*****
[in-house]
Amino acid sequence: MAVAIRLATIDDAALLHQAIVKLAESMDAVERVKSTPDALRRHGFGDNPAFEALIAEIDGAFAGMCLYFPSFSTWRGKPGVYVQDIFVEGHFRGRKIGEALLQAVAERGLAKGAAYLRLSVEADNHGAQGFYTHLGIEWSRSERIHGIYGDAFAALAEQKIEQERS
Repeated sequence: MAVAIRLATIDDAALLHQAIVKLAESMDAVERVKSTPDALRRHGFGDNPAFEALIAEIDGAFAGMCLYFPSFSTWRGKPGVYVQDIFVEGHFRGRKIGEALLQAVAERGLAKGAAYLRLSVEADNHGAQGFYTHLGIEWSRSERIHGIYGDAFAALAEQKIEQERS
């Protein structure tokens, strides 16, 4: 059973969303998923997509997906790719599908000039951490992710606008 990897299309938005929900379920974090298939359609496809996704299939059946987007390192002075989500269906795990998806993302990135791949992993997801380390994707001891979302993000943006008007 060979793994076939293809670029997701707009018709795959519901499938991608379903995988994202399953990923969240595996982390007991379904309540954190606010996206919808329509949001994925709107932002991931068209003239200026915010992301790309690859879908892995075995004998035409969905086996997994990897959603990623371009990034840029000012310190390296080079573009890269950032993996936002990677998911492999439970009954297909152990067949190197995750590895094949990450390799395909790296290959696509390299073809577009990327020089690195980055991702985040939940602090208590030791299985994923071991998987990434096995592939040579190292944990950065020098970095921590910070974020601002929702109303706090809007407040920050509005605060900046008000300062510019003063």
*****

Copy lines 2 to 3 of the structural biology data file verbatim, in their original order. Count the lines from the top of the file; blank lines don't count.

Amino acid sequence: MAVAIRLATIDDAALLHQAIVKLAESMDAVERVKSTPDALRRHGFGDNPAFEALIAEIDGAFAGMCLYFPSFSTWRGKPGVYVQDIFVEGHFRGRKIGEALLQAVAERGLAKGAAYLRLSVEADNHGAQGFYTHLGIEWSRSERIHGIYGDAFAALAEQKIEQERS
Repeated sequence: MAVAIRLATIDDAALLHQAIVKLAESMDAVERVKSTPDALRRHGFGDNPAFEALIAEIDGAFAGMCLYFPSFSTWRGKPGVYVQDIFVEGHFRGRKIGEALLQAVAERGLAKGAAYLRLSVEADNHGAQGFYTHLGIEWSRSERIHGIYGDAFAALAEQKIEQERS